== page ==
Sunday, September 25, 2022


The Washington Post's Aaron Blake tells us that Democrats are leading in the polls in a number of swing-state races that have one thing in common: unlikable Republican candidates.
The gap is perhaps most pronounced in Pennsylvania, where both GOP Senate nominee Mehmet Oz and gubernatorial nominee Doug Mastriano have trailed consistently in the polls.

... In three recent polls — from Muhlenberg College, CBS/YouGov and Monmouth University — the percentage of people who viewed [Oz] unfavorably was double-digits higher than those who viewed him favorably. The Muhlenberg poll showed 29 percent of people liked him, while 53 percent disliked him. And the CBS/YouGov poll shows even 36 percent of Trump voters dislike him.

Oz’s opponent, Lt. Gov. John Fetterman (D), has middling approval numbers. But in each poll, Fetterman’s net favorability (i.e. positive views vs. negative ones) is more than 20 points higher than Oz’s, which helps explain Fetterman’s consistent edge in the race....

The story is similar in the governor’s race, where Mastriano’s image ratings are about as bad as Oz’s; he’s also double-digits underwater in all three polls.... And thanks to running against a Democrat who’s more popular than Fetterman, state Attorney General Josh Shapiro, Mastriano’s net image rating is consistently more than 30 points worse than his opponent.
The pattern repeats in the Michigan governor's race and in Senate races in Arizona and New Hampshire (where Democrats have significant leads), as well as in Senate races in Ohio and Wisconsin (where Democrats are doing better than expected).

... these popularity gaps are often bigger than the margins in the actual head-to-head matchups. And there’s one main reason for that: partisanship.

As The Post’s Philip Bump recently wrote, the CBS/YouGov poll showed Fetterman led Oz on several key issues when it comes to voters’ decisions, often by double digits. Yet Fetterman led by just five points on the ballot test. That’s because party often wins out on voters’ decisions.

Even more telling: The same pollster showed that, in both Pennsylvania and [the Senate race in] Georgia, a majority of people supporting the Democrat said they were doing so primarily because they liked their candidate. But 8 in 10 supporters of the Republican said their vote was primarily about supporting their party or voting against the other candidate.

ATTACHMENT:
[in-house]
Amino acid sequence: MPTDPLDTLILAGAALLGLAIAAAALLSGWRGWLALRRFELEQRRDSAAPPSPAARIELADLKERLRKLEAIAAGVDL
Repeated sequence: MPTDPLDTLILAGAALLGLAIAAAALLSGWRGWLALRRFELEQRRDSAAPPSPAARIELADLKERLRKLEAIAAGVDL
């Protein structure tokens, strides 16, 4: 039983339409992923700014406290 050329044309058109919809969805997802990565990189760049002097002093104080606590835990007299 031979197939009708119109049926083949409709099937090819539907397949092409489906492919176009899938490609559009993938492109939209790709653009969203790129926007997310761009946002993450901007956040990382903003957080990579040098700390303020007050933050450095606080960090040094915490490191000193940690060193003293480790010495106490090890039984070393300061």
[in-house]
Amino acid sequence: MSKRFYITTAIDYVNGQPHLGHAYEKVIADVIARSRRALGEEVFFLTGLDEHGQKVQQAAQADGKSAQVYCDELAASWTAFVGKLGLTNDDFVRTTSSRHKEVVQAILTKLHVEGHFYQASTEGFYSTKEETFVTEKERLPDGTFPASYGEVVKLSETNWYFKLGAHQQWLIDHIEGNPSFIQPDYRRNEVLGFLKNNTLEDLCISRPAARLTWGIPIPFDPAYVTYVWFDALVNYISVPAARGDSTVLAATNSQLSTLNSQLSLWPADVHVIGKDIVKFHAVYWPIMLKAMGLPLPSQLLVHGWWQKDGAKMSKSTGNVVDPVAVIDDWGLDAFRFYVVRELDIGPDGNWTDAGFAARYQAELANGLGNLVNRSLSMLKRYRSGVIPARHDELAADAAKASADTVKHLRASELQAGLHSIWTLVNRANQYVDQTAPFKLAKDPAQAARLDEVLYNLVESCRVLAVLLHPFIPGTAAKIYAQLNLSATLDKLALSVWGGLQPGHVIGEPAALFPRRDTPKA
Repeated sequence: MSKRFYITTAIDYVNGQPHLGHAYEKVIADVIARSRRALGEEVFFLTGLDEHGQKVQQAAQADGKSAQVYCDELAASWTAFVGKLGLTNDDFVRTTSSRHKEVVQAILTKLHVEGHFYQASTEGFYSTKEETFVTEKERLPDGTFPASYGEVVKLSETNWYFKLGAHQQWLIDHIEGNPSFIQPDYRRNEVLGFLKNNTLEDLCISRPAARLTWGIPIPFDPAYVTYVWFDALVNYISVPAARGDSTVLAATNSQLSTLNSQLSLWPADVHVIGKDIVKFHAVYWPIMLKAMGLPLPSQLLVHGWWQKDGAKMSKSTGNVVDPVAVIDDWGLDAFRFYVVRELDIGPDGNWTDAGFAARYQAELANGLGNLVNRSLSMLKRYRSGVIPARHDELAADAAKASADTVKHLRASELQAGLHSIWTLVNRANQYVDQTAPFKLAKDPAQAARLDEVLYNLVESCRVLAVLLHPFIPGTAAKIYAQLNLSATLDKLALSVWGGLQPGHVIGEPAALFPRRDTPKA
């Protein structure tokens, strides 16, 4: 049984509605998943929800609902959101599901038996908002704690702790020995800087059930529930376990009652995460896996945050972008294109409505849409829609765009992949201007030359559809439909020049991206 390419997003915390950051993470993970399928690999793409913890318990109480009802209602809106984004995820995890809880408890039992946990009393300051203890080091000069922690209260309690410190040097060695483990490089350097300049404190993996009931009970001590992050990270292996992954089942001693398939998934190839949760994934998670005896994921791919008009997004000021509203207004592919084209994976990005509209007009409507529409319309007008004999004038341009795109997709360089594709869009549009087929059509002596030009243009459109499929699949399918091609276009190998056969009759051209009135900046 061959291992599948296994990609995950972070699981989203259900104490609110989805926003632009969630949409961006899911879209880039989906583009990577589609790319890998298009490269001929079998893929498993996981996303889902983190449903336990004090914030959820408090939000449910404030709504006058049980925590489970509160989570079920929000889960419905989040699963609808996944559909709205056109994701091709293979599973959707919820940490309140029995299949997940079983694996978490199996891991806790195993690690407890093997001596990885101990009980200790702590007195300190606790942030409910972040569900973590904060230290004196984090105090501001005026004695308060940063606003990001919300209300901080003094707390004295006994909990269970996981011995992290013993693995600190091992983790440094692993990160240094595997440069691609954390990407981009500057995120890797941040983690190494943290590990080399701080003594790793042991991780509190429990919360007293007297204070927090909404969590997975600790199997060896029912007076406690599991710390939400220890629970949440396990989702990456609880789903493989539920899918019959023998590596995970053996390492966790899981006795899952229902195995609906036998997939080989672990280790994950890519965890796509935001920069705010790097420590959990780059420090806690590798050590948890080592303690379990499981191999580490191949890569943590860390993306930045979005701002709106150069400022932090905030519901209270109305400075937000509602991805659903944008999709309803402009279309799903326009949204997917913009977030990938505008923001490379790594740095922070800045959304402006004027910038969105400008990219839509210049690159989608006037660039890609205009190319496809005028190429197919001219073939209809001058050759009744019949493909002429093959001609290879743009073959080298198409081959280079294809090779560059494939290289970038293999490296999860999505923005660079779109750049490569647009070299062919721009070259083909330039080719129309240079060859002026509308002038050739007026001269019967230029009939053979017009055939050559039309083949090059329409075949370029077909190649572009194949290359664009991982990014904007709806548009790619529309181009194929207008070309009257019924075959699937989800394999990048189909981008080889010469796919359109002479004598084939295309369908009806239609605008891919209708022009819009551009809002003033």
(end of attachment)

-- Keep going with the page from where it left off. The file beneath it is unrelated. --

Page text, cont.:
... what these polls suggest is that if Republicans can win in these states — and by extension win the Senate — it’ll be in large part because of a favorable environment and the ever-present pull of partisanship.
If "partisanship," with no party label attached, is the reason unlikable Republicans are competitive in races against more likable Democrats, then where are the examples of the opposite phenomenon? Where are voters embracing Democratic jerks rather than nice, likable Republicans in competitive races?

Maybe there just aren't any nice, likable Republicans. It certainly seems as if Republicans try harder to be nasty and unlikable. Maybe Republicans in this year's most competitive races are doing better than their likability scores because some voters are choosing them for their unlikability. (That would appear to explain the good polling numbers for Ron DeSantis, the least likable person on the planet.)

Republican and right-leaning swing voters see an obnoxious Republican and think: He may be a jerk, but he's our jerk. Democrats don't seem to do that. (Maybe they did in response to Anthony Weiner and Alan Grayson, but they're both out of politics now.)

But Republicans also seem to have much more party loyalty than Democrats. It's not hard to see why: Their favorite media sources have engaged in pure cheerleading for their party (and relentless demonization of the other party) for decades. The rest of the media is described as "liberal," but it's always ready to shiv a Democrat. (Was there a single positive news story published about Joe Biden between the fall of Afghanistan and the passage of the Inflation Reduction Act?) The entire political world hits the fainitng couch when a prominent Democrat issues a blanket condemnation of Republicans, while Republican politicians call Democrats treasonous Marxist America-haters every day.

So it's not surprising that Republican jerks can be competitive. They're Republicans. There's simply more Republican partisanship than Democratic partisanship.

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